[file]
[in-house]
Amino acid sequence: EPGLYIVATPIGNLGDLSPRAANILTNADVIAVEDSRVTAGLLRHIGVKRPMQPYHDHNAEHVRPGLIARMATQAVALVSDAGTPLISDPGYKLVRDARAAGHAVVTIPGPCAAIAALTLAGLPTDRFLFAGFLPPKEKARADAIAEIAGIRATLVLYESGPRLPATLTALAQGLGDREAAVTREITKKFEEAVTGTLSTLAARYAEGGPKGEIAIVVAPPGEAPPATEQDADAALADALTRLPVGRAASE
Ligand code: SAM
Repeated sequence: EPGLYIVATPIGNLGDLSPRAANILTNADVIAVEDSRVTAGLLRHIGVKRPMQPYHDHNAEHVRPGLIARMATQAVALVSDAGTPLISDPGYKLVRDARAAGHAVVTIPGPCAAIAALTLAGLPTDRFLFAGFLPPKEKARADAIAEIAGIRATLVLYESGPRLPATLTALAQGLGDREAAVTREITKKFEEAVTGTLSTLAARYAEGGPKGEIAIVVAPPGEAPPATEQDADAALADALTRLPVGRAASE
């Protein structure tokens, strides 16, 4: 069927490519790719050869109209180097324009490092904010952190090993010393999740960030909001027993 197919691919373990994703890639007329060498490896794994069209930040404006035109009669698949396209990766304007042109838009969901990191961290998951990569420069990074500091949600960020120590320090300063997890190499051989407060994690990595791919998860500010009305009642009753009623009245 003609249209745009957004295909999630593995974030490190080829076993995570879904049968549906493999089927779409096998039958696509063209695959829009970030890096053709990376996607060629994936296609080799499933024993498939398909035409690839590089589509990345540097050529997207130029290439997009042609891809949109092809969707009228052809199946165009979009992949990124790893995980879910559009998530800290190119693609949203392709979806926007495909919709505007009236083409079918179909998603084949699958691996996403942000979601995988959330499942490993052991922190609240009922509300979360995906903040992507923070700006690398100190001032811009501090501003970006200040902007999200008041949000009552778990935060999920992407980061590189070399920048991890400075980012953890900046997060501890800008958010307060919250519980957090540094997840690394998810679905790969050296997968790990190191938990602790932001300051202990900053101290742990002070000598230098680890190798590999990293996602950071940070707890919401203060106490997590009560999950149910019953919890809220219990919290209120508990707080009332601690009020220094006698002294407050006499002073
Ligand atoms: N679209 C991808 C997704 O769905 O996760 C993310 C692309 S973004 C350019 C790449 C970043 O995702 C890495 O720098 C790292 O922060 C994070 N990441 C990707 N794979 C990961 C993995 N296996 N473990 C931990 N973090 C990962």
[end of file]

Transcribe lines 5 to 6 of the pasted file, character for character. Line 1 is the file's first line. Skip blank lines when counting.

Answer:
């Protein structure tokens, strides 16, 4: 069927490519790719050869109209180097324009490092904010952190090993010393999740960030909001027993 197919691919373990994703890639007329060498490896794994069209930040404006035109009669698949396209990766304007042109838009969901990191961290998951990569420069990074500091949600960020120590320090300063997890190499051989407060994690990595791919998860500010009305009642009753009623009245 003609249209745009957004295909999630593995974030490190080829076993995570879904049968549906493999089927779409096998039958696509063209695959829009970030890096053709990376996607060629994936296609080799499933024993498939398909035409690839590089589509990345540097050529997207130029290439997009042609891809949109092809969707009228052809199946165009979009992949990124790893995980879910559009998530800290190119693609949203392709979806926007495909919709505007009236083409079918179909998603084949699958691996996403942000979601995988959330499942490993052991922190609240009922509300979360995906903040992507923070700006690398100190001032811009501090501003970006200040902007999200008041949000009552778990935060999920992407980061590189070399920048991890400075980012953890900046997060501890800008958010307060919250519980957090540094997840690394998810679905790969050296997968790990190191938990602790932001300051202990900053101290742990002070000598230098680890190798590999990293996602950071940070707890919401203060106490997590009560999950149910019953919890809220219990919290209120508990707080009332601690009020220094006698002294407050006499002073
Ligand atoms: N679209 C991808 C997704 O769905 O996760 C993310 C692309 S973004 C350019 C790449 C970043 O995702 C890495 O720098 C790292 O922060 C994070 N990441 C990707 N794979 C990961 C993995 N296996 N473990 C931990 N973090 C990962």